Question About Water Purification

8:01 p.m. on January 12, 2016 (EST)
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Hello all, hope you are all doing well!

While I am not new to the outdoors, I am in regards to creating drinking water from natural sources.

My question is I currently own a Katadyn Vario, and while this unit does remove a lot of stuff I would prefer not to drink, it does not kill viruses. Would it be complete overkill to pair that with a SteriPen? I know this is a subject that I could likely get a ton of answers to, however, I have never come across anyone using both...maybe there is a reason, lol.

Anyway, appreciate the info in advance, just trying to get my ducks in a row for an upcoming trip.

Thanks!

9:10 p.m. on January 12, 2016 (EST)
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Awhile back I did a 4-part article here on Trailspace on water treatment. The simple answer is that there is no such thing as "overkill" when it comes to water treatment.

A bit of explanation - As you will read in the series, water can contain "critters" (viruses, parasites, bacteria, .....), chemicals (runoff from industrial and agricultural sources, plus chemicals from algae and other plants such as the notorious "green algae" that collects in crabs and other water creatures that we all like to eat), and a lot of other stuff.

Filtration will remove the "critters" IF the pore size is small enough. Most filters (pumps, gravity fed, etc) have pore sizes large enough that viruses can get through. Some of the deadliest viruses can get through almost anything, although the process known as "reverse osmosis" is almost 100% effective on the smallest virus and a lot of chemicals, including metals like mercury. A filter containing activated carbon will remove a lot of the chemicals and metals.

But nothing is perfect. Distillation is pretty close to perfect - except it usually involves burning a lot of fuel to evaporate the water off.

Ok, now that I have scared you to the point of drinking absolutely no water from any source (including your home faucet), here is some reassurance -

You do not need perfectly pure water (even if you could find such a thing). You need sterile water only for medical procedures. What you need is potable water for drinking. The first step is to know your water source. Avoid sources that include runoff from populated areas (cities, especially in 3rd world countries), industrial areas which are dumping waste into the source, mining areas, and agricultural areas.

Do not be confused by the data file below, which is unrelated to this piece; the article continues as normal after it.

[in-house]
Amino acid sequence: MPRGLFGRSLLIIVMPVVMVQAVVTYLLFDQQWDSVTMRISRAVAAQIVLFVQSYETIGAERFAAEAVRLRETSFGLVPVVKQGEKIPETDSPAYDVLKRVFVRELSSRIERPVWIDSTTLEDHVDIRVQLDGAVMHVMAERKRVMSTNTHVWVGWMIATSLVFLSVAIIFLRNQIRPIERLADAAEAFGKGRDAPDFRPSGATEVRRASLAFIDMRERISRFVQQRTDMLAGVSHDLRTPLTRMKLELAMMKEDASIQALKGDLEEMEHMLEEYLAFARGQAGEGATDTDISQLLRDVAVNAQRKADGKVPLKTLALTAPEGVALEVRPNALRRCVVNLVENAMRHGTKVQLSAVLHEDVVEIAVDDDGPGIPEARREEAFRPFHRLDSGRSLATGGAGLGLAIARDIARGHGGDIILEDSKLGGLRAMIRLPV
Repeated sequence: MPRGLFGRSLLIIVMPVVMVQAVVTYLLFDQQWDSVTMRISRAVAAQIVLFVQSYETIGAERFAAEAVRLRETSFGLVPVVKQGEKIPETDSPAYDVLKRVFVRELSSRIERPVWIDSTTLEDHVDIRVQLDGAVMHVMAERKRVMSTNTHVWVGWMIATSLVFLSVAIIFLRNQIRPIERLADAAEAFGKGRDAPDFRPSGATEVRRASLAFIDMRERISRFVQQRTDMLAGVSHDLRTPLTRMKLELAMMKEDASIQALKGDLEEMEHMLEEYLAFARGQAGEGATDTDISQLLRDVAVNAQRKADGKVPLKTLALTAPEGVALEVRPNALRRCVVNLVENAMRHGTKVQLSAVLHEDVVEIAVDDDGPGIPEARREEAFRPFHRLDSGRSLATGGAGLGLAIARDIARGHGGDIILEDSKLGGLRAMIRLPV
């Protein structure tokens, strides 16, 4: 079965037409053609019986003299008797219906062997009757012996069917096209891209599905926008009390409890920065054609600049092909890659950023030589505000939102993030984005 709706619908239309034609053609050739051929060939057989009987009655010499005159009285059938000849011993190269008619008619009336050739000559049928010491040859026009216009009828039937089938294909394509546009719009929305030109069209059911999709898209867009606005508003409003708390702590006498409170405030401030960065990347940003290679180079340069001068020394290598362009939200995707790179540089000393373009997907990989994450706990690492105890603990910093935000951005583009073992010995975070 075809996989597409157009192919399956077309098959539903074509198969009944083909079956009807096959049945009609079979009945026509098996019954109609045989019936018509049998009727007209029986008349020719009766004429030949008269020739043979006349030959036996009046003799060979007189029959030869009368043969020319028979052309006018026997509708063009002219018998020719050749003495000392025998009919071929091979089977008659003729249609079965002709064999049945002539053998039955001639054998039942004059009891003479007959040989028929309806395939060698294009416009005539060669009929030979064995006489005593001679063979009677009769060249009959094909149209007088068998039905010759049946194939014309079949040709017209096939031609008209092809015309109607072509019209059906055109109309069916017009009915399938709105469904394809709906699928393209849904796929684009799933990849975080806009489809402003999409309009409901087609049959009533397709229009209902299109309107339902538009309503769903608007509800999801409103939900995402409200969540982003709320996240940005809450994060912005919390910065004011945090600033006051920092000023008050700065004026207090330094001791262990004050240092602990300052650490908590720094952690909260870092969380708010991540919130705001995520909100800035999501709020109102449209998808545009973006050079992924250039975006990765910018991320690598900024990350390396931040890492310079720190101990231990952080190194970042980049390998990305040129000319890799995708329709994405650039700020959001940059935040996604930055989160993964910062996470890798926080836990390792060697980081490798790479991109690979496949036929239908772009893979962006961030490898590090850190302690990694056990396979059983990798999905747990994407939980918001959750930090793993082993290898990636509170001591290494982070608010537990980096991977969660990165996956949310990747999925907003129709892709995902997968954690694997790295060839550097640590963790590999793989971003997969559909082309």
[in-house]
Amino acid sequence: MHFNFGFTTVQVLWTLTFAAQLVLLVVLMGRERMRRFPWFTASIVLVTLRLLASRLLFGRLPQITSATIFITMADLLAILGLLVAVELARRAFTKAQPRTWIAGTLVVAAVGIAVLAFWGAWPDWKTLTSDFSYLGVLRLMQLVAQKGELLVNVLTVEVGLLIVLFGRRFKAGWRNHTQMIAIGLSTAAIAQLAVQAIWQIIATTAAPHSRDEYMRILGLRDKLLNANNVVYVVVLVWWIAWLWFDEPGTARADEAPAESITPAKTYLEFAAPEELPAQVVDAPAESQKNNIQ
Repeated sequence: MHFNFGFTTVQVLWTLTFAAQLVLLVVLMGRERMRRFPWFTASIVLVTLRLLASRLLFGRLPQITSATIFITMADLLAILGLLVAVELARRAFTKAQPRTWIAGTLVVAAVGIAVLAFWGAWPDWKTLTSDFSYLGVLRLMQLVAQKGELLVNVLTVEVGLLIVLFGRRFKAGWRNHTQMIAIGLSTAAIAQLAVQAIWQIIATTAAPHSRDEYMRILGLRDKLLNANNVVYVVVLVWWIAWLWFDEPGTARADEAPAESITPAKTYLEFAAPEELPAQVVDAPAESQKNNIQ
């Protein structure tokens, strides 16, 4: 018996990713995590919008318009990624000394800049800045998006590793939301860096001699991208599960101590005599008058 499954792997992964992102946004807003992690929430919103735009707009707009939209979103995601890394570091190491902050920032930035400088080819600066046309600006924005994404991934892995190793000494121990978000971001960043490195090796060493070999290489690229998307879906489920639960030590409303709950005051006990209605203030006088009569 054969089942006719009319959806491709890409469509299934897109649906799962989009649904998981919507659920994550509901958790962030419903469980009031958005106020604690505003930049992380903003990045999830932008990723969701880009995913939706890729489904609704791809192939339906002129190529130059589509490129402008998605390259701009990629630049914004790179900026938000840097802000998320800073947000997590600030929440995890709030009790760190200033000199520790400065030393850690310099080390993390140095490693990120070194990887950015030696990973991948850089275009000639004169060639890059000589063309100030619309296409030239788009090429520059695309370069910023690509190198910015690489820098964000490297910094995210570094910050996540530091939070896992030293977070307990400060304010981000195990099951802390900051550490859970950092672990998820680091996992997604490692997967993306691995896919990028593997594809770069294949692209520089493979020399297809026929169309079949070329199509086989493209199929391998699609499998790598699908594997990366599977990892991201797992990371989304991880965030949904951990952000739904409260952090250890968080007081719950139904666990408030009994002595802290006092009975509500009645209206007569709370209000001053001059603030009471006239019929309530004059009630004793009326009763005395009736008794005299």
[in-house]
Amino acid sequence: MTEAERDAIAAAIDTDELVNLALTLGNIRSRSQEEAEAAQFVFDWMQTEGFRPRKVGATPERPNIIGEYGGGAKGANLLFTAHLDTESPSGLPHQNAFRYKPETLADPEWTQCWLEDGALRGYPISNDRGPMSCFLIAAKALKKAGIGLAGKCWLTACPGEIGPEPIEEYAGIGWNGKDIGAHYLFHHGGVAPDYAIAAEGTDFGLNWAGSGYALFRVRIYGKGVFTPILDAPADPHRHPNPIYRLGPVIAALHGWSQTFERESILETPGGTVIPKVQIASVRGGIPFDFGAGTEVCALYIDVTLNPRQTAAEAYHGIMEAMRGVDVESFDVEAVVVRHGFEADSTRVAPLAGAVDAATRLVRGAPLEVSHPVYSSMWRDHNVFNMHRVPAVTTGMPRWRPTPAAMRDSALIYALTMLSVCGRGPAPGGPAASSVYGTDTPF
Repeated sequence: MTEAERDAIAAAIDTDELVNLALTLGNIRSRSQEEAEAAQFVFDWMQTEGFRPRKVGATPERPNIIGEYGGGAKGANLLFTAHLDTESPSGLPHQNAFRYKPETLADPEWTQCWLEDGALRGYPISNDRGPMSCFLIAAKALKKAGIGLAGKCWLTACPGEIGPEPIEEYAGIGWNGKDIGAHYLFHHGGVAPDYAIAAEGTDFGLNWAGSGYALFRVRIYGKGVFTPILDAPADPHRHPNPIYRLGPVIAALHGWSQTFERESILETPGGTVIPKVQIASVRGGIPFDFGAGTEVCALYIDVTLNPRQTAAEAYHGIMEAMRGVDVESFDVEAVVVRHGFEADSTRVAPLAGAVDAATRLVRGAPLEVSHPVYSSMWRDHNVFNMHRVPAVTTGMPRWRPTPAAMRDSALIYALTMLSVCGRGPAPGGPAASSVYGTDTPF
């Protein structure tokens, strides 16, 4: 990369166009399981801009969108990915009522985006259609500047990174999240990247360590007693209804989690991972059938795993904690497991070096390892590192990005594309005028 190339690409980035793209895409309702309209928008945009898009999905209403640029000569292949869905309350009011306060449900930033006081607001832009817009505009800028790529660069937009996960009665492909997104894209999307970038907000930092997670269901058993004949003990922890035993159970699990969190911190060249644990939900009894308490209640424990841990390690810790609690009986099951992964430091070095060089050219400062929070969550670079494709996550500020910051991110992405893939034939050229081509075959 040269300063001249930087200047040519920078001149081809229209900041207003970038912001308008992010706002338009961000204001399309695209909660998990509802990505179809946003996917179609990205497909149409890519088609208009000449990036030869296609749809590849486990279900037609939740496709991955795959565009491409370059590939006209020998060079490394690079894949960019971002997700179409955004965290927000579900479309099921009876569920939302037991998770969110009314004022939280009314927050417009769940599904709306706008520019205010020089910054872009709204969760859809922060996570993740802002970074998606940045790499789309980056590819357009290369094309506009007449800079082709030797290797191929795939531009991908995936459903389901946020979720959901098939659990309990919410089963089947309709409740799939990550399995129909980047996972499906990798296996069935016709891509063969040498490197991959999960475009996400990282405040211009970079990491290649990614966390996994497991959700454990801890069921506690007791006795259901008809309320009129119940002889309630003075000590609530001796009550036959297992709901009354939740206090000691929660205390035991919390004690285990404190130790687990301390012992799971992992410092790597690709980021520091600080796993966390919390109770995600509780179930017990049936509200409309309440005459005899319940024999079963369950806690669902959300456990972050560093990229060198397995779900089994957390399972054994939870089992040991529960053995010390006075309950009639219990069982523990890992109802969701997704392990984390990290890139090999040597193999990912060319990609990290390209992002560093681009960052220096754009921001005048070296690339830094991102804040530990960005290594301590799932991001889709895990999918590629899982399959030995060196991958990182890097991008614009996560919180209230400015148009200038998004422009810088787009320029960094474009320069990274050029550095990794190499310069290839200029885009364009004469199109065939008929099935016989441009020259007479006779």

Some good news - the filters intended for wilderness use, whether hand-pumped or gravity-fed, will generally take care of the "critter factor". In some areas (think 3rd world slums), there are some critters that will get through some of the filters. UV treatment via the Steripen or Camelbak's AllClear will deactivate (but not necessarily kill) the critters (the deactivated ones will pass through your system pretty quickly) - my preference is for the AllClear, though I also have Steripen's which I use in the glass of water the waiter in 3rd world countries sets on the table. Carbon filters (usually an add-on you can put in the line following the pump or gravity bag) will greatly reduce the chemical pollutants, most of which require a year or two of daily accumulation to cause harm.

Remember - filters remove most of the larger critters, with some filters also removing all but the tiniest viruses. Activated Carbon filters remove much of the chemical and metallic substances. UV will inactivate the critters (encysted parasites will remain inactive long enough to pass through your gut).

MOST IMPORTANT STEP-- Studies in the Sierra, Rockies, New England Whites, and elsewhere have demonstrated that by far the most common cause of sickness among backpackers is DIRTY HANDS!!! WASH YOUR HANDS before touching food, especially if you are the chef.

Many of us drink directly from the streams without any treatment and do not get sick. Yeah, you probably want to filter that brown and green gunk out and have clear water. But it is human hands that pass on the most serious critters.

9:45 p.m. on January 12, 2016 (EST)
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Hi there Bill S, thank you for your information filled response, as a matter of fact I did read your article you mentioned and WOW that was a lot of information! Your article was actually what prompted me to ask the question. In regards to dirty hands, no problem here...I have always been a tad OCD about that.

That said, I just looked at the soap I picked up for this upcoming trip...is not anti-bacterial, however, that may or may not be issue, thoughts?

Thanks again for your time!

11:02 p.m. on January 12, 2016 (EST)
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Viruses are pretty rare in U.S. backcountry natural water sources.

12:13 a.m. on January 13, 2016 (EST)